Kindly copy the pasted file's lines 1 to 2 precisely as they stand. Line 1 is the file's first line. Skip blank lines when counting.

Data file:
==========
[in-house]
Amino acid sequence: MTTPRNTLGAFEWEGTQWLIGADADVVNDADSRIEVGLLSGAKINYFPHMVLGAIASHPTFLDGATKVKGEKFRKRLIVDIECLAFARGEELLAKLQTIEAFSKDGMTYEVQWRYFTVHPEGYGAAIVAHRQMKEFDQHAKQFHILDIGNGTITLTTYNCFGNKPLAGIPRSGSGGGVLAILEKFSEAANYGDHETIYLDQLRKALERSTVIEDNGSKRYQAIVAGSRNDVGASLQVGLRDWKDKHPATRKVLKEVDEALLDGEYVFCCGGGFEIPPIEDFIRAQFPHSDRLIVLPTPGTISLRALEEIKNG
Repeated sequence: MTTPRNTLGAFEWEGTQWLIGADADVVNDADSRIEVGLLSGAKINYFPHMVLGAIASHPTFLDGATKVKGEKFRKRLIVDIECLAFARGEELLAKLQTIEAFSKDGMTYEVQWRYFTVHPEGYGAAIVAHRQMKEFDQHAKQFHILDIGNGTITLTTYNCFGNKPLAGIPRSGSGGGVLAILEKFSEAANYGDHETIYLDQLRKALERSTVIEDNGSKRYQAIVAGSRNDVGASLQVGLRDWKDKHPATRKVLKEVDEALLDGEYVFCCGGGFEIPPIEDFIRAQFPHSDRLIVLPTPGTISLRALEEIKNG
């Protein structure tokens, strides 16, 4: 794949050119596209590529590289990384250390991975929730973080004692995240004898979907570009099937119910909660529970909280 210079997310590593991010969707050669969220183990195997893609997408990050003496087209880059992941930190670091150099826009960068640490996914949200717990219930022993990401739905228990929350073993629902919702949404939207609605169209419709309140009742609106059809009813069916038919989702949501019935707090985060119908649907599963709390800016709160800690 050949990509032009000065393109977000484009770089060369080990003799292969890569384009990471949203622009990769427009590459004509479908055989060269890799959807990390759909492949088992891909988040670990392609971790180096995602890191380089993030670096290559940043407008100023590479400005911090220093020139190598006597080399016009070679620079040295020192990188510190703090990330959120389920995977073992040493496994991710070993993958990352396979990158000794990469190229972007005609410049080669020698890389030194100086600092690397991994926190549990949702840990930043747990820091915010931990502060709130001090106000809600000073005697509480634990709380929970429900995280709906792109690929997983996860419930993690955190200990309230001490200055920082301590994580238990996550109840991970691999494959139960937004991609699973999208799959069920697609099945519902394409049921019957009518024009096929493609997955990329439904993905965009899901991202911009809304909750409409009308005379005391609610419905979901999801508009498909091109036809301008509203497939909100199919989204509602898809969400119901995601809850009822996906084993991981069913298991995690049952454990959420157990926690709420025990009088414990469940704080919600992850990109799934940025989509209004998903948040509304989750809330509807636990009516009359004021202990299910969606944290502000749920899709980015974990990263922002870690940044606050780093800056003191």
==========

[in-house]
Amino acid sequence: MTTPRNTLGAFEWEGTQWLIGADADVVNDADSRIEVGLLSGAKINYFPHMVLGAIASHPTFLDGATKVKGEKFRKRLIVDIECLAFARGEELLAKLQTIEAFSKDGMTYEVQWRYFTVHPEGYGAAIVAHRQMKEFDQHAKQFHILDIGNGTITLTTYNCFGNKPLAGIPRSGSGGGVLAILEKFSEAANYGDHETIYLDQLRKALERSTVIEDNGSKRYQAIVAGSRNDVGASLQVGLRDWKDKHPATRKVLKEVDEALLDGEYVFCCGGGFEIPPIEDFIRAQFPHSDRLIVLPTPGTISLRALEEIKNG